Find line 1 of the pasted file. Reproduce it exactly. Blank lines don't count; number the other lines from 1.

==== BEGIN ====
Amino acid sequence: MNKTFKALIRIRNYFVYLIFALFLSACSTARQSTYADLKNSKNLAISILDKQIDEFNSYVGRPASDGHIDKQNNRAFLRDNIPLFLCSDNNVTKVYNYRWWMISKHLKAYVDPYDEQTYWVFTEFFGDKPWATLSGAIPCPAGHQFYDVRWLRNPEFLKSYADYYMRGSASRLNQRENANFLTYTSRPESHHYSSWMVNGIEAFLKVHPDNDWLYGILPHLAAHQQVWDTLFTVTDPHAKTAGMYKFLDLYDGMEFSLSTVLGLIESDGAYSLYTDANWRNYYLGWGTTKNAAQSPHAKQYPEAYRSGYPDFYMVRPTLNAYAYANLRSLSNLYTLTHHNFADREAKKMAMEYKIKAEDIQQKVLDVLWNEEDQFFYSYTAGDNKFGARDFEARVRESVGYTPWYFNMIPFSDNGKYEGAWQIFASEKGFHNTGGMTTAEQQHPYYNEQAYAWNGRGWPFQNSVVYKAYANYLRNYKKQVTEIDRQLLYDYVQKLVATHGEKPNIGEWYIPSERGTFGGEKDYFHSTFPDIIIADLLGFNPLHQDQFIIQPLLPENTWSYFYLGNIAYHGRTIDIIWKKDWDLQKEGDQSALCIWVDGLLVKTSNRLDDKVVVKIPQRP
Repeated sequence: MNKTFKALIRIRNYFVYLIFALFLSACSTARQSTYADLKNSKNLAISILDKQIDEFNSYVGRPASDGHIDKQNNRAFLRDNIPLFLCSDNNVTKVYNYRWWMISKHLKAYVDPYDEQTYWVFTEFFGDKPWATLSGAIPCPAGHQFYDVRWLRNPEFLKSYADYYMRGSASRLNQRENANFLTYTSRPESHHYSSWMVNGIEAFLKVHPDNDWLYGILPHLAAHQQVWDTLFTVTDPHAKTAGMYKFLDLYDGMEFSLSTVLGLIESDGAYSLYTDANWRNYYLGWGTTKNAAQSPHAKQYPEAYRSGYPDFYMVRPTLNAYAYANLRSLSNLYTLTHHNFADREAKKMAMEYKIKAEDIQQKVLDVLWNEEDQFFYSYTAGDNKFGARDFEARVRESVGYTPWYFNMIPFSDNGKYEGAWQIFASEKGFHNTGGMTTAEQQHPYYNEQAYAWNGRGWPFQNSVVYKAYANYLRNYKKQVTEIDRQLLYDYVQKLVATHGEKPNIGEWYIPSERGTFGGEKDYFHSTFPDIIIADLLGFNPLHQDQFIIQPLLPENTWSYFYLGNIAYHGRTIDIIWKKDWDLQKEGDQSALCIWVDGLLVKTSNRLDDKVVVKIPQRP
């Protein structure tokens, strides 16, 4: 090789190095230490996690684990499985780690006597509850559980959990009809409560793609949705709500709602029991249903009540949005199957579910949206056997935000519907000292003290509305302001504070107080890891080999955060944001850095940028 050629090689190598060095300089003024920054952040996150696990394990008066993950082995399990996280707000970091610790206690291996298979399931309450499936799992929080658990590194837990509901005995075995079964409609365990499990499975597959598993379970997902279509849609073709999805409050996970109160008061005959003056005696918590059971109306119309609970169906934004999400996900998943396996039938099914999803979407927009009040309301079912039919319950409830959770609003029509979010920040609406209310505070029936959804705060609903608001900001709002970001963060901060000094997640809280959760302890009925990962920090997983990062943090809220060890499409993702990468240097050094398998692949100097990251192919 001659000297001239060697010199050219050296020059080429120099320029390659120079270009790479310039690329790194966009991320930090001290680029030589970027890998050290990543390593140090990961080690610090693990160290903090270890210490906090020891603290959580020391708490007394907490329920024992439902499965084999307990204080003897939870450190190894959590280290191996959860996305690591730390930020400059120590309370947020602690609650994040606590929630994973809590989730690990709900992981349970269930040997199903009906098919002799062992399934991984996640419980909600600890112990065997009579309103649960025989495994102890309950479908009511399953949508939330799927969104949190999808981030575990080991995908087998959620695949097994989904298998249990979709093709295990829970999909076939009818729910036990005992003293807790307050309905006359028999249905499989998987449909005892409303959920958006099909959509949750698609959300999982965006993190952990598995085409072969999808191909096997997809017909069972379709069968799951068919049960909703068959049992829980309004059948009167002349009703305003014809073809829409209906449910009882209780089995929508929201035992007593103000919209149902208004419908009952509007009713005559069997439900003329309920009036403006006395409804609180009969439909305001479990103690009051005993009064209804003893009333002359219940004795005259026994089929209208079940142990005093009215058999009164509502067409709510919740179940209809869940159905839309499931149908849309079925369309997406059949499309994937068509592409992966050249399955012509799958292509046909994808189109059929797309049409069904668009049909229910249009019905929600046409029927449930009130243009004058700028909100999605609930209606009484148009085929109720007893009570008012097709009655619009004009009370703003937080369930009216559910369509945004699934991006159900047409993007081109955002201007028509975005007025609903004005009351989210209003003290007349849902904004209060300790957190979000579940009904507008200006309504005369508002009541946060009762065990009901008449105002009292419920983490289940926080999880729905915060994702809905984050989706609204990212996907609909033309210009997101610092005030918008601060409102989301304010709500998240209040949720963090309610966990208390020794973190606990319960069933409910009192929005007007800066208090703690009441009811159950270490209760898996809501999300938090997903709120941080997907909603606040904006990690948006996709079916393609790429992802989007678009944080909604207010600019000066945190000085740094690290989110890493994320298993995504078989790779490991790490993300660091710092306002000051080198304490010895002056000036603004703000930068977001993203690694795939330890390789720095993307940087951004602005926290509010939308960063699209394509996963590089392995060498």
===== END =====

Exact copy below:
Amino acid sequence: MNKTFKALIRIRNYFVYLIFALFLSACSTARQSTYADLKNSKNLAISILDKQIDEFNSYVGRPASDGHIDKQNNRAFLRDNIPLFLCSDNNVTKVYNYRWWMISKHLKAYVDPYDEQTYWVFTEFFGDKPWATLSGAIPCPAGHQFYDVRWLRNPEFLKSYADYYMRGSASRLNQRENANFLTYTSRPESHHYSSWMVNGIEAFLKVHPDNDWLYGILPHLAAHQQVWDTLFTVTDPHAKTAGMYKFLDLYDGMEFSLSTVLGLIESDGAYSLYTDANWRNYYLGWGTTKNAAQSPHAKQYPEAYRSGYPDFYMVRPTLNAYAYANLRSLSNLYTLTHHNFADREAKKMAMEYKIKAEDIQQKVLDVLWNEEDQFFYSYTAGDNKFGARDFEARVRESVGYTPWYFNMIPFSDNGKYEGAWQIFASEKGFHNTGGMTTAEQQHPYYNEQAYAWNGRGWPFQNSVVYKAYANYLRNYKKQVTEIDRQLLYDYVQKLVATHGEKPNIGEWYIPSERGTFGGEKDYFHSTFPDIIIADLLGFNPLHQDQFIIQPLLPENTWSYFYLGNIAYHGRTIDIIWKKDWDLQKEGDQSALCIWVDGLLVKTSNRLDDKVVVKIPQRP